Asiana chief says crash pilots ‘very experienced and competent’

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Asiana Airlines CEO Yoon Young-Doo delivers a statement prior to leaving for San Francisco, at the company’s headquarters in Seoul on July 9, 2013. Investigators probing the Asiana Airlines plane crash in San Francisco began interviewing cockpit crew of the Boeing 777 amid mounting indications that pilot error may have caused the fatal accident. AFP PHOTO / Ed Jones

SEOUL – Asiana Airlines’ chief executive on Tuesday defended two pilots at the center of the carrier’s fatal crash in San Francisco, saying the pair were “very experienced and competent”.

Yoon Young-Doo, who made the comments as he prepared to fly to the United States to meet with transportation safety officials and victims, also told reporters in Seoul: “I feel tremendous responsibility for those affected by the crash.”

He added that the airline would boost its landing simulation training for pilots.

On Monday, the boss of South Korea’s second-largest airline lashed out at media reports that pilot inexperience may have been to blame for the fatal crash, calling it “intolerable”.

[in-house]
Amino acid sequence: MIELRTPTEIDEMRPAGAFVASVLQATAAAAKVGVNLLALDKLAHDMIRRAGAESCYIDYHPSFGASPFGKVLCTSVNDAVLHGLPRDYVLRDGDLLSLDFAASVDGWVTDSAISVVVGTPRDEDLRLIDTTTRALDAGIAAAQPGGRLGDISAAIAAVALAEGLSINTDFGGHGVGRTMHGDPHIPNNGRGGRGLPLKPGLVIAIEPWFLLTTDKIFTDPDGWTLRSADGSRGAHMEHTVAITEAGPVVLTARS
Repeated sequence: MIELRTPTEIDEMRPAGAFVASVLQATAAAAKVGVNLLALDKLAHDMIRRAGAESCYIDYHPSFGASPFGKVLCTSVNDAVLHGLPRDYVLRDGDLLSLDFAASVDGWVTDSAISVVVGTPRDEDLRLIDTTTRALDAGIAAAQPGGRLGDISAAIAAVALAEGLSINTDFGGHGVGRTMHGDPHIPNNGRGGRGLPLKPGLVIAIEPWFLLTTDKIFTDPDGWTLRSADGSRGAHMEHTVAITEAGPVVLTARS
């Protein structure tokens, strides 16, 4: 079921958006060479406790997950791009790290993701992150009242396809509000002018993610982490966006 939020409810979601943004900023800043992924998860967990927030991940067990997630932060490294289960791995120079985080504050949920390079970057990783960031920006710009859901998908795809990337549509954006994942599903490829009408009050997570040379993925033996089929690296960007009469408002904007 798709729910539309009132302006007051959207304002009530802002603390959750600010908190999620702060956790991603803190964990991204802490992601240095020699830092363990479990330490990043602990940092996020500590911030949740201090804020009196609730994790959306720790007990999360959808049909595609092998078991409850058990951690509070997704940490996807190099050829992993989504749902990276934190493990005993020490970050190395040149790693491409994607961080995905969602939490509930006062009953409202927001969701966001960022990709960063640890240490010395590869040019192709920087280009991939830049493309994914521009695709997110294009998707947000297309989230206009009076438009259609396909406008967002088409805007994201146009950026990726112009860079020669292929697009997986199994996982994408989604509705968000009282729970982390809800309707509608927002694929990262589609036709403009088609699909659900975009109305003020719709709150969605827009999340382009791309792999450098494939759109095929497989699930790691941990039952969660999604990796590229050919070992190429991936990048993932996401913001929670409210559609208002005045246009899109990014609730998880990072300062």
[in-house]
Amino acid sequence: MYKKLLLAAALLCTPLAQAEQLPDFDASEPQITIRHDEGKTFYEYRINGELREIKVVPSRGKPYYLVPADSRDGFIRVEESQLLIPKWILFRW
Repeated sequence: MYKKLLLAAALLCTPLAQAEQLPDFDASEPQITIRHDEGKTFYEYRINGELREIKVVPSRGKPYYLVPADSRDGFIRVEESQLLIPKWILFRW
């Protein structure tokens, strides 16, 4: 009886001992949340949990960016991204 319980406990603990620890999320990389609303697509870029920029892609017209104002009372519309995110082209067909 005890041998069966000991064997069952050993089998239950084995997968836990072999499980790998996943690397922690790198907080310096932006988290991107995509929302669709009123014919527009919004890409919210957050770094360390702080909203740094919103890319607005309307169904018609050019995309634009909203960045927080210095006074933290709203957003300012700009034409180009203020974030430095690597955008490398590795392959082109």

Attention on the crew’s experience has intensified after Asiana said a trainer assigned to guide the aircraft’s pilot was himself on his first day on job.

The trainer, Lee Jung-Min, had received his teaching license for the Boeing 777 just a month before the crash on Saturday, although he is an experienced pilot with thousands of flying hours, Asiana said.

He was assigned to guide colleague Lee Kang-Kuk, who was landing in the US city for the first time on that model of aircraft.

Two teenage Chinese girls were killed and more than 180 people injured when the flight from Seoul clipped a seawall short of the runway and went skidding out of control on its belly, shredding the tail end of the plane and starting a fire.

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